marktarango <@t> gmail.com
Tue Jun 5 16:47:58 CDT 2012
i read about 15 ALK cases a week. If you are seeing a lot of collagen
fibers around the tumor cells, I'd try increasing the digestion time of
your pepsin (especially if they were fixed for longer than usual). Before
altering the pretreatment though, you would want to make sure that these
slides were not exposed to light for any period of time. The discrete
signals of the probes can quickly fade (much faster than with IF stained
slides). I'd also make sure the door is closed in your dark room. If
there is light in the corner of your eye the signals can be hard to see.
ALK FISH should be scored at high power under oil immersion (60-100x
objective). If they are scoring at 40x, it could be a problem.
On Tuesday, June 5, 2012, Eric Hoy wrote:
> We do a LOT of fluorescent microscopy in our immunology lab, so I have a
> of experience with fluorescence.
> The answer to your question depends on what type of filters you have in
> microscope, and what type of light source is on the microscope.
> Older fluorescent systems used absorption filters, which were simply discs
> of coloured glass. These filters had a fairly wide band-pass, so the
> fluorescence tended to be less than we see with interference filters. The
> good news with these filters is that they are nearly indestructible (unless
> you drop and break them.)
> Interference filters are produced by vacuum deposition of a thin film of
> metal vapour on high-quality glass. These filters usually have much
> band pass characteristics than absorption filters. They are also
> considerably more expensive. If handled properly, these filters will last
> for decades, but improper cleaning and handling of the filters can shorten
> their lifespan. I have also heard that prolonged exposure to solvent
> vapours (such as we find in a histology lab), can damage the filters,
> although I have not seen any filters that suffered this type of damage.
> I have seen interference filters that show "delamination" of the metal film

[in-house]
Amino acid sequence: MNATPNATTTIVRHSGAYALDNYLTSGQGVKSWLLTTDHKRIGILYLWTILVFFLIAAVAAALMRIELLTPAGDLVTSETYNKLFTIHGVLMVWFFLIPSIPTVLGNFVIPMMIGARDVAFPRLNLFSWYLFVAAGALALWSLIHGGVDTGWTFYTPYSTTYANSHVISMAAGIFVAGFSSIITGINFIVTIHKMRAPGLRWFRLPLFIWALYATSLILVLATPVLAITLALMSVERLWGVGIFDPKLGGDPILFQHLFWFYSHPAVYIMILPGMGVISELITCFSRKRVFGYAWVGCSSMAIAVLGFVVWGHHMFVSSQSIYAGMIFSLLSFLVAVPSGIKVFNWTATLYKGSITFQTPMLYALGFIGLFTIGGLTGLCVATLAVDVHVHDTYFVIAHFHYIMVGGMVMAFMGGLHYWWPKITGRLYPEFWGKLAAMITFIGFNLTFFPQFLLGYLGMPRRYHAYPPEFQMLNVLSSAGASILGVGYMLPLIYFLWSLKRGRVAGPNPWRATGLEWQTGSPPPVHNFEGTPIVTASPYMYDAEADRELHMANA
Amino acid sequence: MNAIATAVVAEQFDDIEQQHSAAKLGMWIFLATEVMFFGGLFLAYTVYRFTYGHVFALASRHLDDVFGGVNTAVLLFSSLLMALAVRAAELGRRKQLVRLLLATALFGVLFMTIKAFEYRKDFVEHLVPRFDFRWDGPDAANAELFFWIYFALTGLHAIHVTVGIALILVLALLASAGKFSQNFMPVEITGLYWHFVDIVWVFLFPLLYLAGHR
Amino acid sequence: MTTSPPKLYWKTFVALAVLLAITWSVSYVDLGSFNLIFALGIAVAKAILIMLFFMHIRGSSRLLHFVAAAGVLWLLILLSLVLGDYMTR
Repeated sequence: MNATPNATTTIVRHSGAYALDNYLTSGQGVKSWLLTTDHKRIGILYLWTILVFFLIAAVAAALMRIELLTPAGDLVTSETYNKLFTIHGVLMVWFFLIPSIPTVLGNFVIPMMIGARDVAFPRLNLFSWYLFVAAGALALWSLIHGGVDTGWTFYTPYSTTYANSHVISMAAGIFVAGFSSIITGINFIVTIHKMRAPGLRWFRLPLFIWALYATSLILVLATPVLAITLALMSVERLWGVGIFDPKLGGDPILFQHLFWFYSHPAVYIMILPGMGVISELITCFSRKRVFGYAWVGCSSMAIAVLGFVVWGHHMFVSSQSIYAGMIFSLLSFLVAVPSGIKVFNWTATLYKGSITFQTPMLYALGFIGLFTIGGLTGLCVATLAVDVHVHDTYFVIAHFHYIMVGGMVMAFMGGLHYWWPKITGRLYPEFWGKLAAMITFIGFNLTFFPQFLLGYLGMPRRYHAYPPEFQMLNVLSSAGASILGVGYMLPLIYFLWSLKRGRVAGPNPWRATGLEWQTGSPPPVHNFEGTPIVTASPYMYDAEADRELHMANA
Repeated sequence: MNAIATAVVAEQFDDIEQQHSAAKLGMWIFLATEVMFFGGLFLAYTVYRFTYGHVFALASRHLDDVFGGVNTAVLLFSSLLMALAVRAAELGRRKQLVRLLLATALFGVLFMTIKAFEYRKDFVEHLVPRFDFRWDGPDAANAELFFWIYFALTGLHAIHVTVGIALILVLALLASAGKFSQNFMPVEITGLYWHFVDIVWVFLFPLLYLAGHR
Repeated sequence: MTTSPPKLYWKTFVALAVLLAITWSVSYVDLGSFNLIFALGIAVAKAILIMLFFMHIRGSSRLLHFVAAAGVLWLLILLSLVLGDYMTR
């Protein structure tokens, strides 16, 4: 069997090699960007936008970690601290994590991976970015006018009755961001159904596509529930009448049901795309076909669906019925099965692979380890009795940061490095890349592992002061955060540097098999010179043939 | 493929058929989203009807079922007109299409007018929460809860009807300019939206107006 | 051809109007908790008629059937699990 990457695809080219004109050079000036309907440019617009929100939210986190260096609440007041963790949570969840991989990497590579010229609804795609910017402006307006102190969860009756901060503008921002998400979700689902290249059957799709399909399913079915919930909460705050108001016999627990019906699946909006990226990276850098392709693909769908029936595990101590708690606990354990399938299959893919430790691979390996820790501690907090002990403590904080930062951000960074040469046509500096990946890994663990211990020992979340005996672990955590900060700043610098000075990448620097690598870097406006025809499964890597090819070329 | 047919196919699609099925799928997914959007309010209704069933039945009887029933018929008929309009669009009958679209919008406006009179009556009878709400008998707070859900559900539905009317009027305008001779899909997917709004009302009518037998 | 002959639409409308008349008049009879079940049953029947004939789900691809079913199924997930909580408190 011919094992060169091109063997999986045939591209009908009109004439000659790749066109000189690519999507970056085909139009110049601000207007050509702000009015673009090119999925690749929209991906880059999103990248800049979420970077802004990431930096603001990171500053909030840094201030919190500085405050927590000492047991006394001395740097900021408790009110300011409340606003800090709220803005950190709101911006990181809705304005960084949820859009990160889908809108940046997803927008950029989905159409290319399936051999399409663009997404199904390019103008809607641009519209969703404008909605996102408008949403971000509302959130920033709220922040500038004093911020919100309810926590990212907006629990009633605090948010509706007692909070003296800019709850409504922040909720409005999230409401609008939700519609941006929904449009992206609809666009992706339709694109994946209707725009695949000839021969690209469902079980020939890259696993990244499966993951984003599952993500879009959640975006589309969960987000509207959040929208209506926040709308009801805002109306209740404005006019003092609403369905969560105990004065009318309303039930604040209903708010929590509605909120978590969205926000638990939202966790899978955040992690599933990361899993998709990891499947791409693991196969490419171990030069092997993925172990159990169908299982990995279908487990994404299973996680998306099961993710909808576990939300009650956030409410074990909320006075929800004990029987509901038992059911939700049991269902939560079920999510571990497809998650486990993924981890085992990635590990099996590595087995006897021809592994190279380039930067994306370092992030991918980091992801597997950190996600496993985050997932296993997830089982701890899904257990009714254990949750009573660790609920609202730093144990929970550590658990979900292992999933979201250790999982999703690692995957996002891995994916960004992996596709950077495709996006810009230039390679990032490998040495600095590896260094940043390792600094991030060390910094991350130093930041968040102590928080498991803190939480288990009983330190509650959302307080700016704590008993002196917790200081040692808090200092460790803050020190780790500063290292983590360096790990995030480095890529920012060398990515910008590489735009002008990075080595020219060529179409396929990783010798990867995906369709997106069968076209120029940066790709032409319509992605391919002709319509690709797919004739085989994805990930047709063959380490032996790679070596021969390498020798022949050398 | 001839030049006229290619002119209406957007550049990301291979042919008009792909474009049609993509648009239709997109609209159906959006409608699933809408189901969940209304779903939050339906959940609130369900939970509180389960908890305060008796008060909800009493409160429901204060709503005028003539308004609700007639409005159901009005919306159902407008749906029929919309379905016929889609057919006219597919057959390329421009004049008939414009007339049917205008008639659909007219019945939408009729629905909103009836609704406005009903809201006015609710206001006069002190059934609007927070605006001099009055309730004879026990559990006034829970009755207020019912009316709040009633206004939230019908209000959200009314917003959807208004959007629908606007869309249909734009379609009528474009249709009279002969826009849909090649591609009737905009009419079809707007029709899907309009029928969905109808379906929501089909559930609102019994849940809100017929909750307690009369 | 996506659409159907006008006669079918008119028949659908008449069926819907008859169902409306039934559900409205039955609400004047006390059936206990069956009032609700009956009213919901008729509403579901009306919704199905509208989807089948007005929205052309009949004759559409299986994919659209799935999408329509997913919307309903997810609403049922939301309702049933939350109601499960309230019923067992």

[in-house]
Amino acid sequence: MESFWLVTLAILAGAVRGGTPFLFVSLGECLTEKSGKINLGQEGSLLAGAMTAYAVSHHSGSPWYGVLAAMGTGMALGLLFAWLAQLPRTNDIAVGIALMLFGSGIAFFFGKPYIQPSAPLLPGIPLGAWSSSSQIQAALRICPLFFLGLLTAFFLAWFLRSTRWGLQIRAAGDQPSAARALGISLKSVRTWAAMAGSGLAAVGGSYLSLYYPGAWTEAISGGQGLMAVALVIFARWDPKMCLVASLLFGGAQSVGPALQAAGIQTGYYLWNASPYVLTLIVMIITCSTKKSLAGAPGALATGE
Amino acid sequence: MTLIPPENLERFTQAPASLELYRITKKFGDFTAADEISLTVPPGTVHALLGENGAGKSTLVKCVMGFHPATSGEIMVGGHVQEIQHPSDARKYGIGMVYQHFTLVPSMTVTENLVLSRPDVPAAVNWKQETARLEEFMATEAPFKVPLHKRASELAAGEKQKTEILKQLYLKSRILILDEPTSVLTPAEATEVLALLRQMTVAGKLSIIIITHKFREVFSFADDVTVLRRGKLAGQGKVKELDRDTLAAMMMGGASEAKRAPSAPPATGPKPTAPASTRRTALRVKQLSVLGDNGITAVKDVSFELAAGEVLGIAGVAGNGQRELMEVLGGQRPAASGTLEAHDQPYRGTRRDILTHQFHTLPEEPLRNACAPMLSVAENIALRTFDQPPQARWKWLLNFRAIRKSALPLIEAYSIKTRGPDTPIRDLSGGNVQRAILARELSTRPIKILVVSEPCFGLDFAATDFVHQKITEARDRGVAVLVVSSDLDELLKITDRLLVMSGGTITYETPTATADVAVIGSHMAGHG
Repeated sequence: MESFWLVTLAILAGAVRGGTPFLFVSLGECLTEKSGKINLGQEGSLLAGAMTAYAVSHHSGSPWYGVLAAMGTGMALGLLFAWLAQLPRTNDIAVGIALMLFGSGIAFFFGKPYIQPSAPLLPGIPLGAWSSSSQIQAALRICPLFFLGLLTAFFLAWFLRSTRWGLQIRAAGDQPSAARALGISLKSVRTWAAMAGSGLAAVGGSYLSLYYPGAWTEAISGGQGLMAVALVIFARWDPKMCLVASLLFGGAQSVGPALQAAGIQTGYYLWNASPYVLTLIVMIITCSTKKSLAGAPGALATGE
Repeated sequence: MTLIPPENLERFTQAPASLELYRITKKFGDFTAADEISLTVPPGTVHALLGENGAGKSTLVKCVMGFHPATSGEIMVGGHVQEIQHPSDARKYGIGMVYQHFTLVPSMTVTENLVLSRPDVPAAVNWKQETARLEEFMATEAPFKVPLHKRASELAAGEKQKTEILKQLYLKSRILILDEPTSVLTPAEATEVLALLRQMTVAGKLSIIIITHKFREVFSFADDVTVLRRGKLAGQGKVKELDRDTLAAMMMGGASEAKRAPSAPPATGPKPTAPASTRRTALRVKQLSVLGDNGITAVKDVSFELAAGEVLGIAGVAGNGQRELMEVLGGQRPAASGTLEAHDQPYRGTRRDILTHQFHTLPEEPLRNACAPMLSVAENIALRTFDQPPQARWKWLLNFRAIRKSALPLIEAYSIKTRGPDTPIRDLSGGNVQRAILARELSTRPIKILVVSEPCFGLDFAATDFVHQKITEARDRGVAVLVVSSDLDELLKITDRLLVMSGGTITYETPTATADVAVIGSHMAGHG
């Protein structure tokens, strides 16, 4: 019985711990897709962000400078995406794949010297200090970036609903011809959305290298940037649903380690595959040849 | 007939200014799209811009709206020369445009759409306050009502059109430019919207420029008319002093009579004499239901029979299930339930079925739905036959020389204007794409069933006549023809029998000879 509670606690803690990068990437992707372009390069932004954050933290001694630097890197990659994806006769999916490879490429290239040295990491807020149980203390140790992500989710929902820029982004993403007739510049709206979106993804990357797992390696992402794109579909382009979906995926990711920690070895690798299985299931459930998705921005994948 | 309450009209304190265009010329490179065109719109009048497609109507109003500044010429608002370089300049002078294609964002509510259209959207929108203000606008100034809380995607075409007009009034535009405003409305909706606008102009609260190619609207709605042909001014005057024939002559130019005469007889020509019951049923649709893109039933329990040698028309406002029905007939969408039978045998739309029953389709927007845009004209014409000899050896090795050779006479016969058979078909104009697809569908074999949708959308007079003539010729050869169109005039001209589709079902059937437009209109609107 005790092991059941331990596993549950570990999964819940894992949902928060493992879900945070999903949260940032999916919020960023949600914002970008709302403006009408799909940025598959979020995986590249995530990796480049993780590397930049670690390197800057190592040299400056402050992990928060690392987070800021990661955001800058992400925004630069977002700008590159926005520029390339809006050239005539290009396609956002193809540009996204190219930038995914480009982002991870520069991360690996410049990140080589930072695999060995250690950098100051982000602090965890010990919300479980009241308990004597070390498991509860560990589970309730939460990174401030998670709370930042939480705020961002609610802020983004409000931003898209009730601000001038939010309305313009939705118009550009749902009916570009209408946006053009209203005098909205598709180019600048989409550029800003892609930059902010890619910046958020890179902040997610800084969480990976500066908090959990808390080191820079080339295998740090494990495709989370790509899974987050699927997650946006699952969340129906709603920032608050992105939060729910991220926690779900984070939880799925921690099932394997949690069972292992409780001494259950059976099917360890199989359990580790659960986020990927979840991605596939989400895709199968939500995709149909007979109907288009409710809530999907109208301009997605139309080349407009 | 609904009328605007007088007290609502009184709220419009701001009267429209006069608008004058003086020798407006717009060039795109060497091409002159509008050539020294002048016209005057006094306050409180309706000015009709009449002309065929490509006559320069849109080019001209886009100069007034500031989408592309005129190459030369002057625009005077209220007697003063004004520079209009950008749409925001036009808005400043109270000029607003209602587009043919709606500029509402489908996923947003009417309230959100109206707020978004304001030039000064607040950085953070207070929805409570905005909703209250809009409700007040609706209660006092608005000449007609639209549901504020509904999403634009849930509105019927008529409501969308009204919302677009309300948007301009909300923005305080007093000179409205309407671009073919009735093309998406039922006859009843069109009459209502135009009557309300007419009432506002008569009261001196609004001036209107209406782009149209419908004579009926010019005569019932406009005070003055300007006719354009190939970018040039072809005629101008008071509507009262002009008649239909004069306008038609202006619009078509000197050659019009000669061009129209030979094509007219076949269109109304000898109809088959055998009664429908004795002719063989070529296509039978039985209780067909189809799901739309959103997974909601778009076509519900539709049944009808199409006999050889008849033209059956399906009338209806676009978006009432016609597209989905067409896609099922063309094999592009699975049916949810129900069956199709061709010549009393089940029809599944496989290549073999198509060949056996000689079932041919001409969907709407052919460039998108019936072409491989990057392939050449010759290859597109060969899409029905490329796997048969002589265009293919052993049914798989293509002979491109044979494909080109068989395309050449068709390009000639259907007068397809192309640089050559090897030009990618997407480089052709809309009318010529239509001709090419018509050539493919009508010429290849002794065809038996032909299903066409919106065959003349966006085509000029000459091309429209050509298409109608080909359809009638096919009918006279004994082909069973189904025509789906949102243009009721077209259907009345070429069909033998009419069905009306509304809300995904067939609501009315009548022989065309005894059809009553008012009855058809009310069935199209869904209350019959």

> over time. In my experience these are older filters that were not produced
> with the current technologies, and filters that have been mishandled.
> Interference filters made in the past 20 years should last as long as the
> microscope, if they are properly handled.
> If you are seeing reduced fluorescence, I would suspect the light source as
> the most likely problem. Halogen lamps have less intensity than mercury
> vapour lamps, which are less intense than metal halide lamps, which are
> intense than LED sources. We have converted all of our microscopes to LED
> sources. If you are using an older HBO or halogen lamp, the age of the
> lamp, the initial wattage of the lamp, and the alignment can all affect the
> fluorescent output.
> As you identified, perhaps the most important aspect of immunofluorescence
> is the skill and experience of the person who reads the slides.
> Let me know if you have further questions.
> Eric Hoy
> Eric S. Hoy, Ph.D., SI(ASCP)
> Clinical Associate Professor
> Department of Medical Laboratory Sciences
> The University of Texas Southwestern Medical Center
> Dallas, Texas
> Email: Eric.Hoy <@t> UTSouthwestern.edu
> > Hi!
> > Filters for fluorescencemicroscopy tend to "burn out" after a certain
> > duration of usage. What duration?
> > We have filters for FITC, TRITC, Dapi and a triplefilter. The
> > are about 150 per year.
> > What do you think? Is it time to change them.
> > I have often bad feedback about weak signals, and I would not be
> > if the microscope is the culprit and not our protocol.
> > Weak signals refer last times to ALK-FISH on lung biopsies. Well fixed
> > tumourcells mixed within collagenfibers.
> > - and unfortunately unexperienced doctors on reading of this special
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